Forums General My Left Hip is Impinged. Should I stop deadlifting?

  • This topic has 4 replies, 4 voices, and was last updated 8 years ago by AvatarChristina Kosmowski.
Viewing 4 reply threads
  • Author
    • #71275
      AvatarAlex Daubon

        Hello Experts,

        My left hip is impinged. I feel it in the anterior hip, right at the crease in the front of the leg where the hip flexor is. I notice it at the end range, for instance when I go to tie my left shoe.

        I perform the hip capsule mobilization where you put your bodyweight on one knee on the floor and scour around, as well as the mobilizations where you flex and extend the leg/hamstring. I notice an immediate, significant reduction in my hip impingement, however it does not completely go away.

        Should I stop deadlifting for the next few weeks and not add resistance to any movement pattern that involves hinging at the hip? Should I instead focus on mobilizing the hip until its default state is that of non-impingement?

        Thank You! I would greatly appreciate any feedback.

      • #75791
        AvatarNathan Richer

          if it bugs you, how about pulling off blocks for a while until you’ve mobilized enough to remove the problem? just lift the bar up far enough to not feel the problem?

        • #75814
          AvatarKatie Hemphill

            Hey Baldr,

            I would definitely recommend avoiding painful ranges of motion. Pulling off the blocks, as David said, is one way you can reduce range so that you can still train.
            The posterior hip capsule mob is a good place to start, but since you’re noticing only temporary relief that restriction isn’t the complete picture. What’s likely happening is that your femur is sitting and moving a bit forward in the hip socket. This can happen if you’ve spent a lot of time mobilizing into extension without really needing to. (Any background in dance?) Part of this might involve the capsule restriction, as you’ve discovered, but can also be a motor control problem involving your psoas and deep butt muscles.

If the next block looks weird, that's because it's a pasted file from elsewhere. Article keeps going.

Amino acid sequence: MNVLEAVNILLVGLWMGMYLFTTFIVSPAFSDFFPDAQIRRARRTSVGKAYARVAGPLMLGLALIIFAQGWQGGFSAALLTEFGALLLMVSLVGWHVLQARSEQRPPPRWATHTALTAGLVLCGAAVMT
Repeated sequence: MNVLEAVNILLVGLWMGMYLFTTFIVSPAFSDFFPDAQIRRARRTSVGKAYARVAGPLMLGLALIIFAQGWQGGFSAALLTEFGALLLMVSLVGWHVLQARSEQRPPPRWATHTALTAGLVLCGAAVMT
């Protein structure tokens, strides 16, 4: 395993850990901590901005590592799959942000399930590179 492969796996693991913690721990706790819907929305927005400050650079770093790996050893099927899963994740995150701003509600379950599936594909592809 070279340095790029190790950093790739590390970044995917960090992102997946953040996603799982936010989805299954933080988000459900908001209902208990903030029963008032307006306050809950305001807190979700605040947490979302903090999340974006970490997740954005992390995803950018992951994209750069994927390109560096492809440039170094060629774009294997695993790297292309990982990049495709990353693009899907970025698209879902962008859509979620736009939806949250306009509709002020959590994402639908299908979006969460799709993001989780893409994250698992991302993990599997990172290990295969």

Here’s something to try, as a general movement fix (hopefully it will help you out):
            1) Prepare for the movement that causes you pain (just do a Romanian Deadlift without a bar or anything)
            2) Before you move, concentrate on trying to pull your left thigh very slightly into your hip (nothing should move). This is a very fine and obscure feeling, and may take a lot of tinkering.
            3) Maintain that feeling as you slowly attempt your hip hinge. Did it improve your pain?
            If you do succeed in doing this, you’ll have to practice hard to integrate it into your normal movements. It’s going to take a tremendous amount of focus at first during every rep. Practice the hell out of it while warming up for those block deadlifts, and try to apply it while working with weight too. Slowly increase your range of motion as you are able to pain-free, and only try to load deeper positions when you are very confident (add weight very slowly).
            Now go get hinging!
            There may be more to this, but hopefully this will offer you some relief. Remember, there should be no pain.
          • #75825
            AvatarKatie Hemphill

              Ooooh, so I should also mention that I’ve been dealing with this kind of impingement for a few weeks as well. There is a progression of exercises you can follow to start learning to control your psoas during movement, but a good starting point is the Quadruped Rock-Back.

              Start on your hands and knees with a neutral back position (if you don’t know how to set that up, learning that is your first step). Slowly rock back, attempting to pull yourself into position (the active psoas part). Move in and out of whatever pain free range you have (avoid painful movement or pinching). Adding band distraction backwards on the affected side is a great idea.
              Generic prescription: 3×15
              If nothing else, it will just start teaching you how to feel and contain movement in your hips, so you understand the current limits of your ROM. At best it will help integrate normal femoral head position back into your hip flexion (a start, at least).
            • #75830
              AvatarChristina Kosmowski

                Yea i am struggling with the same thing and since I don’t have blocks I rack pull but same thing, I think it has helped me !

            Viewing 4 reply threads
            • You must be logged in to reply to this topic.